Effects of Precipitation Regimes on Arbuscular Mycorrhizal Fungal Communities
Climate change is a major threat to Australian ecosystems, where climatic scenarios predict enhanced drought. Those changes are expected to affect the plants but will also impact their associated beneficial microorganisms. Associating with more than 80% of plant species, the Arbuscular Mycorrhizal (AM) fungi form obligate symbiotic associations with the plants, promote their growth via nutrient uptake and contribute to their defence against pests and environmental stress. In fact, the AM fungi can help the plants to overcome the impacts associated with drought through changes in the host physiology and increasing access to water. However, little is known about how AM fungal communities are likely to respond to drought. This is particularly important because understanding how drought drives changes in AM fungi will allow us to better predict the outcomes of climate change on this community, and its repercussions for vegetation dynamics and ecosystem functioning.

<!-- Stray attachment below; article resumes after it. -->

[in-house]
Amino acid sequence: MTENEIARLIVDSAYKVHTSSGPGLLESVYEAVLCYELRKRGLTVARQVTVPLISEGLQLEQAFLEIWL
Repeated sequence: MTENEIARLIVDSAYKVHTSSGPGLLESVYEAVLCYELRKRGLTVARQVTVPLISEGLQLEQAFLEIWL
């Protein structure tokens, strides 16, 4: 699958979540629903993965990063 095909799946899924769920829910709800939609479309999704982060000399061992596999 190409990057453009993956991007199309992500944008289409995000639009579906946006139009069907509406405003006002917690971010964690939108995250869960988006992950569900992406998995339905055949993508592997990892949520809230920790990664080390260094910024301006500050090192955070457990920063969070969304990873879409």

The overarching aim of my thesis is to understand how the AM fungal community composition will be affected under climate change, and to evaluate how those shifts will affect the plant community in return. I specifically aim to describe the AM fungal community composition under water stress study the temporal dynamics of the community in the soil and in the roots under water stress. Furthermore, I will study the AM fungal traits related to their capacity to survive environmental changes. Using a trait-based approach will allow us not only to better predict the outcomes of changing precipitation regimes in the AM fungal community assembly but possibly also inform how those changes will affect their interaction with the plants. Finally, I will evaluate the effects of shifts in the AM fungal communities due to water stress on the plant community.
Deveautour C, Donn S, Power SA, Bennett AE, Powell JR, (2018) 'Experimentally altered rainfall regimes and host root traits affect grassland arbuscular mycorrhizal fungal communities', Molecular Ecology, vol.27, no.8, pp 2152-2163, Special Issue: SI
A/Professor Jeff Powell, Professor Sally Power and Dr Alison Bennett (James Hutton Institute)